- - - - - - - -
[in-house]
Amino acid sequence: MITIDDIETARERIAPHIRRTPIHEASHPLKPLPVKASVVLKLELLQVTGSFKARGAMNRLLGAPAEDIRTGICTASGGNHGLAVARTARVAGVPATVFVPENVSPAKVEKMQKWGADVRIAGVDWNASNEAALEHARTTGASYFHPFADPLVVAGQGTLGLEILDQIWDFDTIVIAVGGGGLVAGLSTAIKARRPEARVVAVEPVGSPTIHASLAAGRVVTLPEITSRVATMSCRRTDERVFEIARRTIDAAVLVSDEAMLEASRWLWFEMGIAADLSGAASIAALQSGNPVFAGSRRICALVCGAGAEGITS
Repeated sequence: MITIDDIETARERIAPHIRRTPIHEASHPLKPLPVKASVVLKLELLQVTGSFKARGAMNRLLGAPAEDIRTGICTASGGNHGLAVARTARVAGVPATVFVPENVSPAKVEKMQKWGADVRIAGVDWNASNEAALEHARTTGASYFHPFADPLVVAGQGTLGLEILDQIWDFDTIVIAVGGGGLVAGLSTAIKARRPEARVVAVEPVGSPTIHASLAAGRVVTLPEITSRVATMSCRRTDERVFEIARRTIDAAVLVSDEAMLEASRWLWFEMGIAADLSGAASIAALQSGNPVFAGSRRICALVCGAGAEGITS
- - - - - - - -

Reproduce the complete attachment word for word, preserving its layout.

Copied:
[in-house]
Amino acid sequence: MITIDDIETARERIAPHIRRTPIHEASHPLKPLPVKASVVLKLELLQVTGSFKARGAMNRLLGAPAEDIRTGICTASGGNHGLAVARTARVAGVPATVFVPENVSPAKVEKMQKWGADVRIAGVDWNASNEAALEHARTTGASYFHPFADPLVVAGQGTLGLEILDQIWDFDTIVIAVGGGGLVAGLSTAIKARRPEARVVAVEPVGSPTIHASLAAGRVVTLPEITSRVATMSCRRTDERVFEIARRTIDAAVLVSDEAMLEASRWLWFEMGIAADLSGAASIAALQSGNPVFAGSRRICALVCGAGAEGITS
Repeated sequence: MITIDDIETARERIAPHIRRTPIHEASHPLKPLPVKASVVLKLELLQVTGSFKARGAMNRLLGAPAEDIRTGICTASGGNHGLAVARTARVAGVPATVFVPENVSPAKVEKMQKWGADVRIAGVDWNASNEAALEHARTTGASYFHPFADPLVVAGQGTLGLEILDQIWDFDTIVIAVGGGGLVAGLSTAIKARRPEARVVAVEPVGSPTIHASLAAGRVVTLPEITSRVATMSCRRTDERVFEIARRTIDAAVLVSDEAMLEASRWLWFEMGIAADLSGAASIAALQSGNPVFAGSRRICALVCGAGAEGITS